Is every leaf of salad you eat visible on your figure, while a friend with a true Czech diet is able to jump directly after dinner onto the fashion catwalk? This is a result of genes. But this does not mean you have to accuse them of what you look like and stop trying.

I like the legs of the model Karolina Kurková. The reason is mainly that I myself have completely different ones: massive, columnar, muscular, with wide calves - because of which I have not been buying skinny jeans for years. I do sports, I exercise, and I eat quite healthily, and my legs are stronger, but all in all they don't change very much. Could they? Senior consultant Monika Golková from the Anti-Aging Clinic in Prague says that they could, but only partially. It will, however, entail a great deal of work and self-denial and unfortunately, I still will never achieve a result similar to that of Karolína Kurková. The rules of genetics are different. "Our genetic predisposition influences the appearance of our figure up to 70 percent," the doctor says, and continues: "We can inherit our figure from both our mother and father, even if we are of the opposite sex. If one of them has stronger thighs and calves and generally more muscular legs, there is more than a 50% likelihood that our figure will be similar. There is still plenty of room to influence your figure, especially by lifestyle, specifically diet and a strong will." Genes not only affect the shape of the figure, but also body weight (we will write further about this later), food processing and thus the distribution of body fat. Genes are a specific work unit of our DNA that we inherit from our parents or grandparents. From 99%, our genes are essentially identical across the human population. Nevertheless the remaining one percent is crucial - it's what distinguishes us from all other human beings. And not just regarding the shape of our legs. "Our human genome is already mapped and contains about 25,000 genes that affect our lives," the expert says. However, not only the genes themselves, but also the external environment factors that we come into contact with affect us. When there is an error in a gene - a mutation - disease occurs such as obesity, but also a tumor. 





... is probably the most common defense of all overweight people who fail to lose weight. Although - as is clear from the first paragraph - genetics plays a significant role, in most people these words are just an evasion. Genetically-induced obesity, the so-called “oligogenic obesity”, accounts for about 4-5% of people in the population. The reason why this obesity occurs is a greater amount of damaged genes and also the interplay of other circumstances, such as overeating and lack of movement or some other disease. Most overweight people suffer from polygenic obesity, whose development is mainly caused by environmental factors and themselves - namely improper diet composition, lack of movement and poor eating habits. Although genes provide us with the "equipment" for this type of obesity, it is really up to us as to what we do with them. It's as if somebody would give you a lot of money and you should expend it in a certain way. You can behave responsibly, invest and save, or irresponsibly, so that in a few hours you may end up with nothing. Let's look at this more specifically. In genetic predisposition, for example, you have more frequent absorption of fat directly from the intestines than other people. Or another has carbohydrate management. Possibly another has the need to move. Some of us do not need to do sports regularly to burn a sufficient amount of carbohydrates to maintain a slim figure. Others, on the other hand, have to move at least three times a week to keep the figure in line. The positive thing is that all this can now be determined with great accuracy by means of genetic tests. According to their results, you can arrange your life, thereby eating and moving so that the "worse" genes harm you as little as possible. In other words: obesity in the genes exists, but it means that you can be fat - not that you have to be. It works, of course also in the opposite direction. Genetic predispositions for slimness doesn’t automatically mean that you can stuff yourself without remorse with anything - and without consequences. For most people, sooner or later the consequences will come. In addition, the figure and pounds or kilograms are still just one side of the thing. What about health?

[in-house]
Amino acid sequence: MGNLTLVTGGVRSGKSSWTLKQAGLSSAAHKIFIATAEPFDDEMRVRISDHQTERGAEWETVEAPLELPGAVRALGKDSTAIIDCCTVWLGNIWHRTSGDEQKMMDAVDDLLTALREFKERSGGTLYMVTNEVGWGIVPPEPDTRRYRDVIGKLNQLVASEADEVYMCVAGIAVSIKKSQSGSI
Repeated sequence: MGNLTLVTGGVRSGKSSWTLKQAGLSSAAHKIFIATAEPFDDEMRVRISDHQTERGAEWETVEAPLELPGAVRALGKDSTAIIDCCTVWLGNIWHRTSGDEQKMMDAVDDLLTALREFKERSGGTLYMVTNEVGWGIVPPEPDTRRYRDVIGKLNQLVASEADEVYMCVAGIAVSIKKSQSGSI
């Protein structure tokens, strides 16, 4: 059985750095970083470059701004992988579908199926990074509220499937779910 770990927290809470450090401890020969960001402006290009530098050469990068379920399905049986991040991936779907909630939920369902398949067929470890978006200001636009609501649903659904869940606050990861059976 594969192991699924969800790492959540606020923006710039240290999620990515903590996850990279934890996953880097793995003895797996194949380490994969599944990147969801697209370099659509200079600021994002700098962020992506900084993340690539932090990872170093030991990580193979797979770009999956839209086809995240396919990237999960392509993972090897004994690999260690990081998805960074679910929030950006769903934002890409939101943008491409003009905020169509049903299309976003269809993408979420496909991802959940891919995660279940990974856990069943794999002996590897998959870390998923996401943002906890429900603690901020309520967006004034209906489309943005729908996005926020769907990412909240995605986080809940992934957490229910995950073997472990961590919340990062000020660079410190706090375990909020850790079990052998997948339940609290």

Whatever you have in your genes, if you want to be healthy, you will have to put in the effort. If you are inclined to obesity, efforts will have to be somewhat greater and, most importantly, permanent. Besides, you don't do this just for yourself but for your descendants. "The genes we get as our heritage are unchangeable. But parents who with the help of a healthy lifestyle significantly adjust their weight, usually transfer their habits to their children," Monika Golková says. This means, among other things, that for instance trying to lose weight already before becoming pregnant is not at all out of the question. You cannot of course transcribe genetics, but it's not just about that. “We are not influenced only by genetics, but for instance by the so-called ‘microbiome’ - the bacteria which live in accordance with us. Their number is about 300 billion. By slimming down, changing eating habits and improving living habits, the composition of this bacteria is modified which then positively influences not only us but also our offspring," the expert says. In her lab, thanks to the "Genetic Sensor of Slender Line", you get answers to all of your questions specifically for you. The genetic test has a lifetime validity.



Source: The Journal Diet 1/2015